When all is said and done, our lives are like houses built on foundations of sand. One strong wind and all is gone.
Masaki Kobayashi’s Harakiri (1962) is a anti-chambara film that subverts the idea of the honorable samurai and calls into question the very tenets of Bushido and authoritarianism. It won the Special Jury Award at the 1963 Cannes Film Festival and is considered a masterpiece for many.
The film takes place in Japan during the beginning of the Edo period and concerns the fate of Tsugumo Hanshiro (Tatsuya Nakadai) a ronin who has come to the estate of the Ii Clan to request use of their courtyard to commit harakiri. In order to dissuade him the Daimyo’s head counselor tells him the story of a previous samurai who requested harakiri that ended badly. It had become commonplace for ronin to come to the clan to ask for services and rather than provide the ceremony the clan would give them money in exchange for leaving their domain.
Hanshiro pushes on with his request, but before he does so he asks to relate his life story before killing himself. This is where the narrative of the film becomes important as Hanshiro’s tale re-contextualizes the anecdote that the head counselor initially relayed to him. What really happened is revealed piece-by-piece by Hanshiro until the shocking revelations in the third act blow everything apart.
Director Kobayashi was a pacifist and his work definitely has an anti-establishment thread running through it. Hanshiro spends the entire film deconstructing the very idea of Bushido and the meaning of honor. The Ii Clan say they are honorable but their actions do not demonstrate it–they value the appearance of nobility more than actual nobility. Government and authority abusing their power is nothing new, and this subtext makes Harakiri feel relevant even in modern day. In most samurai films they are portrayed as heroes but in Harakiri they are depicted as hypocrites who preach an ideology that they do not follow.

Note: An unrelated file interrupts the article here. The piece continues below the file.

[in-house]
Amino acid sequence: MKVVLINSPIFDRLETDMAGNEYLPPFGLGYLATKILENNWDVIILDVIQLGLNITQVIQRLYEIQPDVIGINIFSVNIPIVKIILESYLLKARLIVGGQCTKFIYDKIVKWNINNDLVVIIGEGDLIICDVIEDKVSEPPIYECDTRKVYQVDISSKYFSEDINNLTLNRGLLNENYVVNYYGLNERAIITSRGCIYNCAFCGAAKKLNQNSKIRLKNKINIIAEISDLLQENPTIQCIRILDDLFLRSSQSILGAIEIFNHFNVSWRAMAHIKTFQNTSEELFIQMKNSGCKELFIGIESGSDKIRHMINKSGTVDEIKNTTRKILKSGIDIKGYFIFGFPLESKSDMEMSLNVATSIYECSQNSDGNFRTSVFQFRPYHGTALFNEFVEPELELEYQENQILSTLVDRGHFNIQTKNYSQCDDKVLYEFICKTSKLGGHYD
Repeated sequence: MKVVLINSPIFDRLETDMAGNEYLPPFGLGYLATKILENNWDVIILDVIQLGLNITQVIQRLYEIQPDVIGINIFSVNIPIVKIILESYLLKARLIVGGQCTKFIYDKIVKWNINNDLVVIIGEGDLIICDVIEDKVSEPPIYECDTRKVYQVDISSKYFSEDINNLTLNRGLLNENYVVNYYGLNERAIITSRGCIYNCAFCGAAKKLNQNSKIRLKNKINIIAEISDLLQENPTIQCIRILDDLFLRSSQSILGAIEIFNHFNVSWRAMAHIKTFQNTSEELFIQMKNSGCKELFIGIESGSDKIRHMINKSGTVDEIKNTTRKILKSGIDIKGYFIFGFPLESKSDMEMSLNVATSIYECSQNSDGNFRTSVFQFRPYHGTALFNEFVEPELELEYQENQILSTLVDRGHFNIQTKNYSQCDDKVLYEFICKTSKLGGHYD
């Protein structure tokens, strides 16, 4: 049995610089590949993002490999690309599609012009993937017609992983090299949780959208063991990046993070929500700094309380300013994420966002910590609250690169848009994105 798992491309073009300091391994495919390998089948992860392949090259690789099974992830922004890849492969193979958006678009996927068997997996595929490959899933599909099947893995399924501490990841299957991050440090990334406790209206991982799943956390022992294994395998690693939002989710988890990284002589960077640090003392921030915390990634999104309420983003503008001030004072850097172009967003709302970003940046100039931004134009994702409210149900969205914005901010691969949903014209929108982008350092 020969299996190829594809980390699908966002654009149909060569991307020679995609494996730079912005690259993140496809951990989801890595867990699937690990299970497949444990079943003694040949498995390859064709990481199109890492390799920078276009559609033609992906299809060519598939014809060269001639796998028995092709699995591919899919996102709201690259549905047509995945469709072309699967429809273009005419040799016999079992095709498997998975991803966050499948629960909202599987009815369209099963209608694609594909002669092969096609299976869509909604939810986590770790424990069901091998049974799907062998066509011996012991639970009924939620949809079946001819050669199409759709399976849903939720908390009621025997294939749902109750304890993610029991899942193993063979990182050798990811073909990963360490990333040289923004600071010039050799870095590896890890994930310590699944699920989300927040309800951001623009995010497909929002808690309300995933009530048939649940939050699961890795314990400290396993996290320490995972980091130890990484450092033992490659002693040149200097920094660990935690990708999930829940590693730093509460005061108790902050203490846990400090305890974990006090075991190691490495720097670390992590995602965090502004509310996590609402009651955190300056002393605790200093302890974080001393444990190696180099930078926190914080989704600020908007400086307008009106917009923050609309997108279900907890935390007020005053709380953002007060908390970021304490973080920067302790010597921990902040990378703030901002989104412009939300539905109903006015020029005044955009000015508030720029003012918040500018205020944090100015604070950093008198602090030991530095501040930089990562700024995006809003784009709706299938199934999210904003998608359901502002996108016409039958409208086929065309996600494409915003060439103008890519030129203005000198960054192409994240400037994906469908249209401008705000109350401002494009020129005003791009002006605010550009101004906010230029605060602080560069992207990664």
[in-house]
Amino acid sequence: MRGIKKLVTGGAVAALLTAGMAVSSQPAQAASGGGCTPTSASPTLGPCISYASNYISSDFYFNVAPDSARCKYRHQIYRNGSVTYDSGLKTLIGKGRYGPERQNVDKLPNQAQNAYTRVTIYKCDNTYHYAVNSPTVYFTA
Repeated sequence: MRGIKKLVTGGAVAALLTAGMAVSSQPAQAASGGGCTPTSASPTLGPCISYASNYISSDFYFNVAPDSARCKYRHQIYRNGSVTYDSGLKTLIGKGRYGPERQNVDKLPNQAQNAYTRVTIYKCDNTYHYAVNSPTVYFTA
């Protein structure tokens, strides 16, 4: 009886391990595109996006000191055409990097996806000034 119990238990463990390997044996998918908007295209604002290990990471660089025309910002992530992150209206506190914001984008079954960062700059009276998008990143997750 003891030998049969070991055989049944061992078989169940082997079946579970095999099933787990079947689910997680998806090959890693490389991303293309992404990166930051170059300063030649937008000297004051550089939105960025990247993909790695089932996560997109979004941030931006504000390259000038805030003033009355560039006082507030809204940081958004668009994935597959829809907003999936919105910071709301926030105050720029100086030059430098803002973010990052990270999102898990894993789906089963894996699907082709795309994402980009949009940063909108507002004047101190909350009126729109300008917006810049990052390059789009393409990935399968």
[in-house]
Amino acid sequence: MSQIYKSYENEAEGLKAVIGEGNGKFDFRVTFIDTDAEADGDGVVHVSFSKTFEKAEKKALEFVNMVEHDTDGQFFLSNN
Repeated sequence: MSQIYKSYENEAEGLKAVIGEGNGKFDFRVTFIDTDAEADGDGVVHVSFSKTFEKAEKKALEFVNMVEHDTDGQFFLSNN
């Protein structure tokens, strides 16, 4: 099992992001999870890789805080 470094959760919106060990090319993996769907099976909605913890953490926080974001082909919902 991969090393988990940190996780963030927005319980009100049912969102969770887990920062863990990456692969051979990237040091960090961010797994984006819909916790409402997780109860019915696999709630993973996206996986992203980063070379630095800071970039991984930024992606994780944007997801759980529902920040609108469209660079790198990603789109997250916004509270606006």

Harakira is a gorgeous film with its careful panning shots and contemplative close-ups. Although it is a narrative-driven film, the last third has some incredible action set-pieces with beautiful choreography. Toru Takemitsu’s traditional score is rather sparse, but when it comes in, with its foreboding chords and hard percussion, it almost feels more befitting of a horror film rather than a samurai picture. Tatsuya Nakadai’s performance is intense as he goes from bemused resignation to a snarling beast through the course of the film.
Both a thrilling character piece and a scathing take down of authority, Harakiri is a tour-de-force and a compelling look into the facade of institutions.